And I thought New York was noisy. In my neighborhood, we’ve been subjected to high-decibel blasting and drilling for the past couple of years, while the city puts in a new subway line. But all that pales next to the noise pollution whales and dolphins are forced to endure. Definitely not nice is the manmade underwater din that’s playing havoc with their echolocation–navigation by sound–as well as their feeding and mating habits. Underwater noise has even led to mass beachings in recent years.
More than a quarter-million sea mammals are said to suffer hearing loss, and that number is expected to rise by one million more every year once the U.S. Navy steps up its testing of underwater listening devices. And the Navy is only part of the problem. Other sources of underwater noise pollution include ship engines, sonar, weapons testing, and oil and gas exploration. For sea creatures, daily life must be the aquatic equivalent of residing 24/7 in the New York City subway.
The good news, according to marine biologists at the University of Hawaii, is that whales seem to have evolved some sort of internal volume control. How it works isn’t yet clear, but it looks as if cetaceans may have the biological equivalent of noise-canceling headphones. The discovery has led some scientists to blue-sky a day when whales and dolphins could be sent signals alerting them to loud booms ahead. Sort of like the warning blasts we hear before the TNT explosions on the NYC subway construction site.
We’ve already messed with the whales’ habitat. Wouldn’t it be nice if we could at least save their hearing?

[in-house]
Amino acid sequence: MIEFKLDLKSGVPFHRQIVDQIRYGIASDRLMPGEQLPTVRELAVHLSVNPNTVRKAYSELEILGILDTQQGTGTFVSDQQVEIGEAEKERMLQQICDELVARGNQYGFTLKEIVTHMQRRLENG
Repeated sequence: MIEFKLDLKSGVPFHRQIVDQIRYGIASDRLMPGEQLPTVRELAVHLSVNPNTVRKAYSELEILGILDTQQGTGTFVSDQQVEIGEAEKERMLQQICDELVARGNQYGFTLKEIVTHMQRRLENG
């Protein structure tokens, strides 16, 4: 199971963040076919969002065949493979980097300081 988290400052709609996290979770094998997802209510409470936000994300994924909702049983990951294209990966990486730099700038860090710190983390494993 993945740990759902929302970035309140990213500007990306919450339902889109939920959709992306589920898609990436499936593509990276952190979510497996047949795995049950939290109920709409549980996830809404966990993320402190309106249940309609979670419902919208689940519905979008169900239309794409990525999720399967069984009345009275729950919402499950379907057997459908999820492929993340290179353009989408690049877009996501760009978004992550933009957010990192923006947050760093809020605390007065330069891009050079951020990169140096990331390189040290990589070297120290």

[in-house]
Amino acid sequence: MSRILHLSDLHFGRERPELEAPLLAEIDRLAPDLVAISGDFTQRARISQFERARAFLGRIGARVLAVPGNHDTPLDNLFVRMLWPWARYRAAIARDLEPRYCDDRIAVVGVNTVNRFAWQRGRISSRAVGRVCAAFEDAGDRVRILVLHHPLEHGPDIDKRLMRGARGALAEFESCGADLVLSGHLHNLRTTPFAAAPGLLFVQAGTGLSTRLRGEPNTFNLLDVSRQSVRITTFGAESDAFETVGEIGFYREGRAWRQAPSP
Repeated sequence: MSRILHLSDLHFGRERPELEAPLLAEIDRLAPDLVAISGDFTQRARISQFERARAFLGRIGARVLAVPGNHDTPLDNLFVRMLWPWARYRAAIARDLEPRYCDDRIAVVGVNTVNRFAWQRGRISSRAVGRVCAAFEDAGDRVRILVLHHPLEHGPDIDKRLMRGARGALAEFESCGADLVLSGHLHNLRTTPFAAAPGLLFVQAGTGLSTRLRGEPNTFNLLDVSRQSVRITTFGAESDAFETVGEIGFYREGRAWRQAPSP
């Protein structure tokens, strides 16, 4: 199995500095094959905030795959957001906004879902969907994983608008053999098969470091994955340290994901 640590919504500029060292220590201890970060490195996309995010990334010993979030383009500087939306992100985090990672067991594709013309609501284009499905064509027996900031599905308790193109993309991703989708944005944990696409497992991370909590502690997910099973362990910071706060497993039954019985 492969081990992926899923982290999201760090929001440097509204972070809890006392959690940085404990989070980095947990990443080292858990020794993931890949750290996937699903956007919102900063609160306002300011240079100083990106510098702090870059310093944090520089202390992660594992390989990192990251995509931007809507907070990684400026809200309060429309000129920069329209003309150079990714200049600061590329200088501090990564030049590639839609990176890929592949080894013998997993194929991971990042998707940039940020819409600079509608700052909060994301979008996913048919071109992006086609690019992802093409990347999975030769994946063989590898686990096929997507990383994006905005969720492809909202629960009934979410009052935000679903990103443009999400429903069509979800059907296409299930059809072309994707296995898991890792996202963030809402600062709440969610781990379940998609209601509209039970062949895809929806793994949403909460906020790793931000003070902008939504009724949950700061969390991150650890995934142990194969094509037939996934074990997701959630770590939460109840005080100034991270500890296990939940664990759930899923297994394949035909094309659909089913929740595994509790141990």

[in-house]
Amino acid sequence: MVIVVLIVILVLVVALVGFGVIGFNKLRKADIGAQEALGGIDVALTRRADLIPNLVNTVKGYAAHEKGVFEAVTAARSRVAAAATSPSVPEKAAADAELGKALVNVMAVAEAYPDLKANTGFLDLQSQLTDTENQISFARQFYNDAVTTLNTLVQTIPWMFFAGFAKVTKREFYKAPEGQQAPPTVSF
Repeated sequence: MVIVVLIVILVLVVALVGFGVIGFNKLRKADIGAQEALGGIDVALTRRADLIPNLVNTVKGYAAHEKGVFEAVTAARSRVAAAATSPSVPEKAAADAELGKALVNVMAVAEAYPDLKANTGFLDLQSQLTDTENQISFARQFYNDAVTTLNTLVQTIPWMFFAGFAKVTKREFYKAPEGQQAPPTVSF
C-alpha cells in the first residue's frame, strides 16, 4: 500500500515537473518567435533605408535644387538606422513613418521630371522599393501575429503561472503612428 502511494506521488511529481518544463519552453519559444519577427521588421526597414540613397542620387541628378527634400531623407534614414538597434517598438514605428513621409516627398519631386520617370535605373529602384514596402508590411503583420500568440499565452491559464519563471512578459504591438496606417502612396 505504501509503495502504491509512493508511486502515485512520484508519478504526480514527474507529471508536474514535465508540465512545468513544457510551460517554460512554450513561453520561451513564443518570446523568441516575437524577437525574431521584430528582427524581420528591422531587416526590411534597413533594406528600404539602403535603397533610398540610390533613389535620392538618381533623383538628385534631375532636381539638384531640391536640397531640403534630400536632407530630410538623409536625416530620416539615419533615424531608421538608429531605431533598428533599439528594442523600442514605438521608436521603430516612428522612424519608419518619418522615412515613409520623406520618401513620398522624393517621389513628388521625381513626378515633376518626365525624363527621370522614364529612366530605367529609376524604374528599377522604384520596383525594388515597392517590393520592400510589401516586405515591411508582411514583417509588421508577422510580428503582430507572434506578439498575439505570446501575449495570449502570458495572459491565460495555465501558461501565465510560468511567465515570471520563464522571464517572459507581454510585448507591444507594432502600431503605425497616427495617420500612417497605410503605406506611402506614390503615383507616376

It’s official. Overheard cellphone conversations score high on the distractability scale. And one-sided “halfalogues” are more irritating that listening to two people talking live. OK, maybe you didn’t need a University of San Diego study to confirm what you already know. But isn’t it reassuring to discover you’re not alone in ranking forced eavesdropping incredibly annoying?
What’s more, we perceive one-sided exchanges as louder than they really are, and they’re almost impossible to ignore. Blame it on the brain’s irresistable attraction to anything novel. As psych professor Veronica Galvin, lead researcher on the study, explained to The New York Times, “If you only hear one person speaking, you’re constantly trying to place that part of the conversation in context. That’s naturally going to draw your attention away from whatever you’re doing.” Just try to concentrate on that sales report when the commuter sitting next to you is yelling into her iPhone, “Guess what the doctor said I’ve got? And it’s contagious.”
So what can we do? Other people’s conversations are beyond our control, but we don’t have to contribute to the noise pollution. We can set a positive example by texting instead of talking when we’re anywhere others can overhear.
Now you can add to the challenges of air travel a warning: Don’t be too nice. Frequent-flier Michael Indursky, owner of a spa business, couldn’t figure out why he kept being pulled out of the security line for an extra going over. Finally, a ticket agent clued him in. Seems that Indursky’s habit of schmoozing with the screeners fit the profile of somebody with something to hide. “Sometimes being friendly can get you in trouble,” he says. “I was being pulled out of the line because I was being nice. I wouldn’t have been pulled out of the line if I was grumpy. I have no clue how that makes any sense.”